Roaming Charges

If you’re traveling abroad, or even think you’ll be close to another country (like in Seattle or Detroit for example – apologies, we kid), make sure you’re aware of the consequences of roaming.  You can set your plan to not allow these types of charges in order to avoid any fees,  but often you can find that signing up for an international plan for the duration of your trip is more reasonable than you might expect.

Upgrade Options

The old axiom for depreciating value used to be driving a car off a car phone lot, but these days it seems that the moment you commit to a new smartphone, a new and cooler one is announced or released days later, often of the same model.  If you’re one of those who needs to be at the cutting edge as an early adopter, be prepared to pay full price for devices unless you’re within your plan’s window near the end of the contract which allows upgrade. Ask about this at the time of purchase so you know whether to upgrading is a realistic option for you or not.

Know How To Make Changes

Utilize the management tools your provider gives you. Know and remember your account password, and download any monitoring apps your provider offers. Make a habit to check in on these at least once a month, but it’s often useful to look a couple times so you can see how your usage is distributed as the month progresses.  Even though mobile companies are out to make money (and they make a lot of it), they also provide great service and ease for their customers, it’s simply a matter of taking the time to access it.

Best Prepaid Cell Phone Plans: A Buyer’s Guide

Best Prepaid Cell Phone Plans: A Buyer’s Guide

Many of the best pre-paid cell phone plans come with no contracts, and are continuing to gain in popularity, with major cell phone carriers like T-Mobile and AT&T noting their first declines in contract-based plans in early 2012. Pre-paid plans are great for professionals, families and kids as they allow you to pay for the services you use and avoid for paying for extra features you don’t.  But there are hidden fees and technological limitations to many pre-paid plans, so here are several things to consider to know if prepaid is the way to go for you.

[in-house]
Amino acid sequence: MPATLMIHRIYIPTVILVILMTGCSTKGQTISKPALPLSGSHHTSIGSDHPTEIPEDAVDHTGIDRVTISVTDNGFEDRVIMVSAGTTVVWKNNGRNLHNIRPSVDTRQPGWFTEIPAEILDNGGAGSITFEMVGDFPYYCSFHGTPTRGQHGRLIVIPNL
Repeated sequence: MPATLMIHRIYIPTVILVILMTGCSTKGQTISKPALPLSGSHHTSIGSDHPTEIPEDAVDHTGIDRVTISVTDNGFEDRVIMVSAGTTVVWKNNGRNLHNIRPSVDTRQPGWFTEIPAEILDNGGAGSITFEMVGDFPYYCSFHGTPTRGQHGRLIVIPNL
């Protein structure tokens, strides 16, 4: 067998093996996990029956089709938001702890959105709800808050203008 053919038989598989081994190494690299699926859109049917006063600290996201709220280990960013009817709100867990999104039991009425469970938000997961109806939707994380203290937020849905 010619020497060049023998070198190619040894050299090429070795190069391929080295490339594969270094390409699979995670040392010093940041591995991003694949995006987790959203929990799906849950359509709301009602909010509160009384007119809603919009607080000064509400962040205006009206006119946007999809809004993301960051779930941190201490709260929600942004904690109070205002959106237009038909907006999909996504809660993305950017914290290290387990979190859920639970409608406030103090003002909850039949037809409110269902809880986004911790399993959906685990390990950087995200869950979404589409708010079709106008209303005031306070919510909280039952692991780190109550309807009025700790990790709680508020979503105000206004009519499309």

Advantages of pre-paid plans:

  • No chance of crazy overages.  You’re only on the hook for what you paid for, and after that you can’t exceed your limits.  If self-discipline is a problem for you or your kids,  pre-paid is a great way to ensure they don’t use more than they can.
  • No contracts on pre-paid plans ,make them a perfect option for short-term usage.  Whether you’re on an extended business trip, a vacation or are potentially between phones, pre-paid is the perfect solution if you only need a phone for a few weeks or months.
  • Prepaid phones also provide a good test of usage habits before locking into long term plan.  If you’re scared of making a commitment to a two-year contract because you just don’t know how much texting or calling you really want to do, prepaid can provide a nice test run as you settle on a more permanent option.

Disadvantage of pre-paid plans:

  • Hidden Fees can surprise you.  While you may think you’re getting a certain number of minutes for what you spent, carriers sometimes charge daily access fees that can quickly add up.
  • You can lose your minutes.  You paid for them, so you better hope you use them.  Without rollover solutions, you may end up paying for more minutes than you actually use.
  • Prepaid plans often only provide the most basic phones.  If you want the latest and coolest smartphones and gadgets, you’re likely out of luck if you are using prepaid plans.  Although there are some nice phones to be had that may seem a bit outdated but still powerful, they are not the top of the line versions.
  • No ability to transfer phone number after your prepaid service.  Prepaid numbers stay with the prepaid service, so if after a couple months you decide to switch to a plan with a two-year contract, you’ll likely need to get a new phone number.

If you’re interested in the different prepaid cell phone plans available, here’s an overview of some of the most popular:

Virgin Mobile – Plans start as low as $35 a month with unlimited data and messaging on all their offerings.  For more money, you can get more voice minutes. 

Cricket – Buy an inexpensive phone and pair it with their plan. Cricket also highlights their Muve Music library and includes downloads and music playback as a key feature of their service.

Metro PCS – Offering unlimited plans along with the ability to keep your number, offers plans by the minute, by the week or by the month, and can cost anywhere from around $40 to $70 per month.

Verizon Wireless – Offering $50 a month plans for basic phones and $80 a month plans for smartphones, Verizon is trying to capture pre-paid customers who are balking at two-year contracts.

US Cellular – US Cellular offers standard and prepaid plans, but is only available in certain parts of the country.  For only $10 per month, you can get a voice only plan, or upgrade to as much as $70 per month to get unlimited data and messaging.

AT&T GoPhone – With a ton of different pricing options, GoPhone lets you pay $50 for an unlimited plan, or a $2 daily rate that allows unlimited calls and texting only on the days you use it.